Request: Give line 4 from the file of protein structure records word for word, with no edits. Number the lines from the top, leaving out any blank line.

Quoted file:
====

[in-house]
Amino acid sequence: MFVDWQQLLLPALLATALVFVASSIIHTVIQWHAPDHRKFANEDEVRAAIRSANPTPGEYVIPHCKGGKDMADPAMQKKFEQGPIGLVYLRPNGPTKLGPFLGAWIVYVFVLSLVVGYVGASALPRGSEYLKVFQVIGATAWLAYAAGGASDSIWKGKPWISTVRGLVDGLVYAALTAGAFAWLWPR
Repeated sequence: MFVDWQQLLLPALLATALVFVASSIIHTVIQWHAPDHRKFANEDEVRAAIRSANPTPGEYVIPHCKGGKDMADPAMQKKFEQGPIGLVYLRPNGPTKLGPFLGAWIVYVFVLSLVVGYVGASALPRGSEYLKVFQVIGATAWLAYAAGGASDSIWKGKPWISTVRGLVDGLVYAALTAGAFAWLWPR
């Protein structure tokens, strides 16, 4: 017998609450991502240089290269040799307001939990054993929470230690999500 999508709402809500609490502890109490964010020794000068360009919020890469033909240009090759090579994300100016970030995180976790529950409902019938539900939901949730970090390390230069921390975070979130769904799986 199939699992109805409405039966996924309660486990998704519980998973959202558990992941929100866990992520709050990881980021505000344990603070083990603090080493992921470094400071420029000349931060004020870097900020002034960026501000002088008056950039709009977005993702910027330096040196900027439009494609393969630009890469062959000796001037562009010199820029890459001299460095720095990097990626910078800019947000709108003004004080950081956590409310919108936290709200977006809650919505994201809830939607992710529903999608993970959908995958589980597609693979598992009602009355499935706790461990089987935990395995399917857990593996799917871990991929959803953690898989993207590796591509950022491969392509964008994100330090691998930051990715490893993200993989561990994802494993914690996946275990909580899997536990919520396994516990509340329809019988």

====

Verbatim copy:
């Protein structure tokens, strides 16, 4: 017998609450991502240089290269040799307001939990054993929470230690999500 999508709402809500609490502890109490964010020794000068360009919020890469033909240009090759090579994300100016970030995180976790529950409902019938539900939901949730970090390390230069921390975070979130769904799986 199939699992109805409405039966996924309660486990998704519980998973959202558990992941929100866990992520709050990881980021505000344990603070083990603090080493992921470094400071420029000349931060004020870097900020002034960026501000002088008056950039709009977005993702910027330096040196900027439009494609393969630009890469062959000796001037562009010199820029890459001299460095720095990097990626910078800019947000709108003004004080950081956590409310919108936290709200977006809650919505994201809830939607992710529903999608993970959908995958589980597609693979598992009602009355499935706790461990089987935990395995399917857990593996799917871990991929959803953690898989993207590796591509950022491969392509964008994100330090691998930051990715490893993200993989561990994802494993914690996946275990909580899997536990919520396994516990509340329809019988």